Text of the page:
Ep. #061 - The Remedy for Sin

Who is the gospel for? If the gospel is just for unbelievers, what makes us think that we have the power to overcome sin after our profession of faith? The pastors discuss the importance of the gospel as the remedy for sin, both before and after switching our allegiance to Jesus.

​​The Remedy for Sin

  • ​​The remedy for our sin, whether scandalous or acceptable, is the gospel in its widest scope. The gospel is actually a message; here I am using the word gospel as a shorthand expression for the entire work of Christ in His historic life, death, and resurrection for us, and His present work in us through His Holy Spirit. When I say the gospel in its widest scope, I am referring to the fact that Christ, in His work for us and in us, saves us not only from the penalty of sin but also from its dominion or reigning power in our lives. - Bridges, Jerry. Respectable Sins (p.25). The Navigators. Kindle Edition. 
  • ​​Why do we try to deal with sin on our own terms?
  • ​​Why do feel a need to “clean up” before running to Jesus?

​​The Gospel is for Sinners

  • ​​First, the gospel is only for sinners. Christ Jesus came into the world to save sinners (see 1 Timothy 1:15). Most Christians tend to think of the gospel as applicable only to unbelievers who need to be “saved.” Once we trust in Christ, so the thinking goes, the gospel doesn’t apply to us anymore, except to share it with others who are still unbelievers. However, though we truly are saints in the sense of being separated unto God, all of us are still practicing sinners. -Bridges, Jerry. Respectable Sins (p. 26). The Navigators. Kindle Edition. 
  • ​​Why has the Gospel been relegated to only the unbeliever?

​​Facing My Sin

  • ​​Second, not only does the gospel prepare me to face my sin, it also frees me up to do so. Facing our sin causes us to feel guilty. Of course we feel guilty because we are guilty. And if I believe, consciously or unconsciously, that God still counts my guilt against me, my instinctive sense of self-protection forbids me to acknowledge my sin and guilt, or, at the least, I seek to minimize it. But we cannot begin to deal with a particular manifestation of sin, such as anger or self-pity, until we first openly acknowledge its presence and activity in our lives. So I need the assurance that my sin is forgiven before I can even acknowledge it, let alone begin to deal with it. - Bridges, Jerry. Respectable Sins (pp. 26-27). The Navigators. Kindle Edition.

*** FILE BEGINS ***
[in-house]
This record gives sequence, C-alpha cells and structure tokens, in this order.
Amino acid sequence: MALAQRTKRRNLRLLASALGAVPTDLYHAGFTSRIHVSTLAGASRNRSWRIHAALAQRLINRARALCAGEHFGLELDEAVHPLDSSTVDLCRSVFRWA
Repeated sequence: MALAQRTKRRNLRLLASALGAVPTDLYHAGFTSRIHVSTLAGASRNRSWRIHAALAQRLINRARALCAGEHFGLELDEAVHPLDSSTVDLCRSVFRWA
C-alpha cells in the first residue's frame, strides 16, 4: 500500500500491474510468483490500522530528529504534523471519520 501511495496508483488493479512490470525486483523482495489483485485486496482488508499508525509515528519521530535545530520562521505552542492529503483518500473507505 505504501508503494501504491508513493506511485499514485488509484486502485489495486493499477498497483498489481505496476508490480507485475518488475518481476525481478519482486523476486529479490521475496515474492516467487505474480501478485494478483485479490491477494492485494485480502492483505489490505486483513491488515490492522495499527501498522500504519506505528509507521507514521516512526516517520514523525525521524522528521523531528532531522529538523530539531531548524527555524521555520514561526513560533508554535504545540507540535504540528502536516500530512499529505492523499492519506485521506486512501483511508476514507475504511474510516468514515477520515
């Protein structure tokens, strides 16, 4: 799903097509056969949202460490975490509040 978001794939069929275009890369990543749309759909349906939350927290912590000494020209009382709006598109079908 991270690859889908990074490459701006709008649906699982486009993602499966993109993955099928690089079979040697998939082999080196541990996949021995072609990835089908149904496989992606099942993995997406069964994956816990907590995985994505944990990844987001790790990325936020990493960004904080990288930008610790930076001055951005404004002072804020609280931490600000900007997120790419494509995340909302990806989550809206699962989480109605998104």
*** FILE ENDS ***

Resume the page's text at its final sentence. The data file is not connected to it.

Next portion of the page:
• ​​Why do we have an aversion the word guilt?

​​Dealing with My Sin

  • ​​Third, the gospel motivates and energizes me to deal with my sin. It is not enough to honestly face our sin. If we are to grow in Christlike character, we must also deal with it. To use a scriptural term, we must “put it to death” (seeRomans 8:13; Colossians 3:5). But as has been well said, the only sin that can be successfully fought against is forgiven sin. We cannot begin to deal with the activity of sin in our lives until we have first dealt with its guilt. So here again we go back to the gospel and its assurance that God through Christ has dealt with our guilt. - Bridges, Jerry. Respectable Sins (p. 27). The Navigators. Kindle Edition. 
  • ​​How does the assurance of forgiveness encourage us?
  • ​​How does the assurance of forgiveness produce thankfulness?
  • ​​How does the assurance of forgiveness motivate us to deal with sin?

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